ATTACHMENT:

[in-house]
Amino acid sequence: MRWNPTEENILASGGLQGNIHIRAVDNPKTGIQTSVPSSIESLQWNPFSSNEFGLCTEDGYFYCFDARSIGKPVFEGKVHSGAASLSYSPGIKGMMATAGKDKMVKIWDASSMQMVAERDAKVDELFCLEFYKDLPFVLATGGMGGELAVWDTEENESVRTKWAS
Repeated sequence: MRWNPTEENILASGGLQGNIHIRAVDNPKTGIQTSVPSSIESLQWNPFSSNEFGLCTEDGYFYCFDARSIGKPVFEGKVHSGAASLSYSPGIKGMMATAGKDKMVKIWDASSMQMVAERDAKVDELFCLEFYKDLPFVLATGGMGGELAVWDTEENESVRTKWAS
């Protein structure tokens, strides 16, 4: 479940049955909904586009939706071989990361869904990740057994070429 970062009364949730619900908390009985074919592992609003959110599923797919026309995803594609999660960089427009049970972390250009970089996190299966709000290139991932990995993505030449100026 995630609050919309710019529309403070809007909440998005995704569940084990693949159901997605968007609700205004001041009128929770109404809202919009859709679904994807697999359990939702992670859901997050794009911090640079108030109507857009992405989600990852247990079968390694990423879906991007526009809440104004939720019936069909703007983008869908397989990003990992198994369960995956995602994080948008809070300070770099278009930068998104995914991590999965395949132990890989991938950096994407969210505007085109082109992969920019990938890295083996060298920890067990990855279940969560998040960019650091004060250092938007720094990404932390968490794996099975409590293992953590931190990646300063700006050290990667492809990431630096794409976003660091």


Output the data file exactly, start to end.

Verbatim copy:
[in-house]
Amino acid sequence: MRWNPTEENILASGGLQGNIHIRAVDNPKTGIQTSVPSSIESLQWNPFSSNEFGLCTEDGYFYCFDARSIGKPVFEGKVHSGAASLSYSPGIKGMMATAGKDKMVKIWDASSMQMVAERDAKVDELFCLEFYKDLPFVLATGGMGGELAVWDTEENESVRTKWAS
Repeated sequence: MRWNPTEENILASGGLQGNIHIRAVDNPKTGIQTSVPSSIESLQWNPFSSNEFGLCTEDGYFYCFDARSIGKPVFEGKVHSGAASLSYSPGIKGMMATAGKDKMVKIWDASSMQMVAERDAKVDELFCLEFYKDLPFVLATGGMGGELAVWDTEENESVRTKWAS
């Protein structure tokens, strides 16, 4: 479940049955909904586009939706071989990361869904990740057994070429 970062009364949730619900908390009985074919592992609003959110599923797919026309995803594609999660960089427009049970972390250009970089996190299966709000290139991932990995993505030449100026 995630609050919309710019529309403070809007909440998005995704569940084990693949159901997605968007609700205004001041009128929770109404809202919009859709679904994807697999359990939702992670859901997050794009911090640079108030109507857009992405989600990852247990079968390694990423879906991007526009809440104004939720019936069909703007983008869908397989990003990992198994369960995956995602994080948008809070300070770099278009930068998104995914991590999965395949132990890989991938950096994407969210505007085109082109992969920019990938890295083996060298920890067990990855279940969560998040960019650091004060250092938007720094990404932390968490794996099975409590293992953590931190990646300063700006050290990667492809990431630096794409976003660091």